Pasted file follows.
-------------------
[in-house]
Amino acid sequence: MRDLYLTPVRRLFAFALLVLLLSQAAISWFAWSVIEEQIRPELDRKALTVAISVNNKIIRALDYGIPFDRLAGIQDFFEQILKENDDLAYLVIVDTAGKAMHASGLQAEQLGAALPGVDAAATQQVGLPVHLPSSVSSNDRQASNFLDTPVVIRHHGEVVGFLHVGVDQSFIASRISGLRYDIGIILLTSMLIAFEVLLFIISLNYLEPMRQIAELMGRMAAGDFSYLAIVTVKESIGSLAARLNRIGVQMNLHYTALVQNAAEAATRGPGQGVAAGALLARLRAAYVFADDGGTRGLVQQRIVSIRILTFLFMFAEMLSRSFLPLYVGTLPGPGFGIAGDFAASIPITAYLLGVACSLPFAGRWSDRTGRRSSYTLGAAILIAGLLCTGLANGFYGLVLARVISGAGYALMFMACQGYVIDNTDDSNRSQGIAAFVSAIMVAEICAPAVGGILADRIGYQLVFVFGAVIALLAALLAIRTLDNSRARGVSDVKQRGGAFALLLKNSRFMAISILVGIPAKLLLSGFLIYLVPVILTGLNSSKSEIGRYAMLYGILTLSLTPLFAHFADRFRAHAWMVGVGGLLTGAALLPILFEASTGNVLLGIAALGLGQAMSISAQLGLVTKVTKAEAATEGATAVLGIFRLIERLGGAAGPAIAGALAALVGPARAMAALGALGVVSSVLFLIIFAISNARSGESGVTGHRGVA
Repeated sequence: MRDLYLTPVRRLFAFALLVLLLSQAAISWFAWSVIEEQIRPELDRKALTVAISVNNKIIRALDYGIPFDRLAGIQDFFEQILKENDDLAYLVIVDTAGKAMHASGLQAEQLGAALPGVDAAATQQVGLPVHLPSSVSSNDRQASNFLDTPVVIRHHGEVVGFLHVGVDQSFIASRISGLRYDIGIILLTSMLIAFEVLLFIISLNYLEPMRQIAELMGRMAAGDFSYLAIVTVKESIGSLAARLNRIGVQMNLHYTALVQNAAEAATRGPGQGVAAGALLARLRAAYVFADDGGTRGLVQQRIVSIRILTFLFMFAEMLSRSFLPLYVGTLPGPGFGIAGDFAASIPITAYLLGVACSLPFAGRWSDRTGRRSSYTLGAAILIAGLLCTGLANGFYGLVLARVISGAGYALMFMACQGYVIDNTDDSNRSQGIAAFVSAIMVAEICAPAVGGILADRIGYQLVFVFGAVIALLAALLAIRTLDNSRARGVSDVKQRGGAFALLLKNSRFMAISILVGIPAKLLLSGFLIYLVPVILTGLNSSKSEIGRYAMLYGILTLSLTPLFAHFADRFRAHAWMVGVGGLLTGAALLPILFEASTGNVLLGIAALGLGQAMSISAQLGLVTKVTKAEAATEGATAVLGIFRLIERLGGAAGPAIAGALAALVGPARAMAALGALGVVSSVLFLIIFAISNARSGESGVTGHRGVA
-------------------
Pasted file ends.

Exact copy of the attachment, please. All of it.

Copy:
[in-house]
Amino acid sequence: MRDLYLTPVRRLFAFALLVLLLSQAAISWFAWSVIEEQIRPELDRKALTVAISVNNKIIRALDYGIPFDRLAGIQDFFEQILKENDDLAYLVIVDTAGKAMHASGLQAEQLGAALPGVDAAATQQVGLPVHLPSSVSSNDRQASNFLDTPVVIRHHGEVVGFLHVGVDQSFIASRISGLRYDIGIILLTSMLIAFEVLLFIISLNYLEPMRQIAELMGRMAAGDFSYLAIVTVKESIGSLAARLNRIGVQMNLHYTALVQNAAEAATRGPGQGVAAGALLARLRAAYVFADDGGTRGLVQQRIVSIRILTFLFMFAEMLSRSFLPLYVGTLPGPGFGIAGDFAASIPITAYLLGVACSLPFAGRWSDRTGRRSSYTLGAAILIAGLLCTGLANGFYGLVLARVISGAGYALMFMACQGYVIDNTDDSNRSQGIAAFVSAIMVAEICAPAVGGILADRIGYQLVFVFGAVIALLAALLAIRTLDNSRARGVSDVKQRGGAFALLLKNSRFMAISILVGIPAKLLLSGFLIYLVPVILTGLNSSKSEIGRYAMLYGILTLSLTPLFAHFADRFRAHAWMVGVGGLLTGAALLPILFEASTGNVLLGIAALGLGQAMSISAQLGLVTKVTKAEAATEGATAVLGIFRLIERLGGAAGPAIAGALAALVGPARAMAALGALGVVSSVLFLIIFAISNARSGESGVTGHRGVA
Repeated sequence: MRDLYLTPVRRLFAFALLVLLLSQAAISWFAWSVIEEQIRPELDRKALTVAISVNNKIIRALDYGIPFDRLAGIQDFFEQILKENDDLAYLVIVDTAGKAMHASGLQAEQLGAALPGVDAAATQQVGLPVHLPSSVSSNDRQASNFLDTPVVIRHHGEVVGFLHVGVDQSFIASRISGLRYDIGIILLTSMLIAFEVLLFIISLNYLEPMRQIAELMGRMAAGDFSYLAIVTVKESIGSLAARLNRIGVQMNLHYTALVQNAAEAATRGPGQGVAAGALLARLRAAYVFADDGGTRGLVQQRIVSIRILTFLFMFAEMLSRSFLPLYVGTLPGPGFGIAGDFAASIPITAYLLGVACSLPFAGRWSDRTGRRSSYTLGAAILIAGLLCTGLANGFYGLVLARVISGAGYALMFMACQGYVIDNTDDSNRSQGIAAFVSAIMVAEICAPAVGGILADRIGYQLVFVFGAVIALLAALLAIRTLDNSRARGVSDVKQRGGAFALLLKNSRFMAISILVGIPAKLLLSGFLIYLVPVILTGLNSSKSEIGRYAMLYGILTLSLTPLFAHFADRFRAHAWMVGVGGLLTGAALLPILFEASTGNVLLGIAALGLGQAMSISAQLGLVTKVTKAEAATEGATAVLGIFRLIERLGGAAGPAIAGALAALVGPARAMAALGALGVVSSVLFLIIFAISNARSGESGVTGHRGVA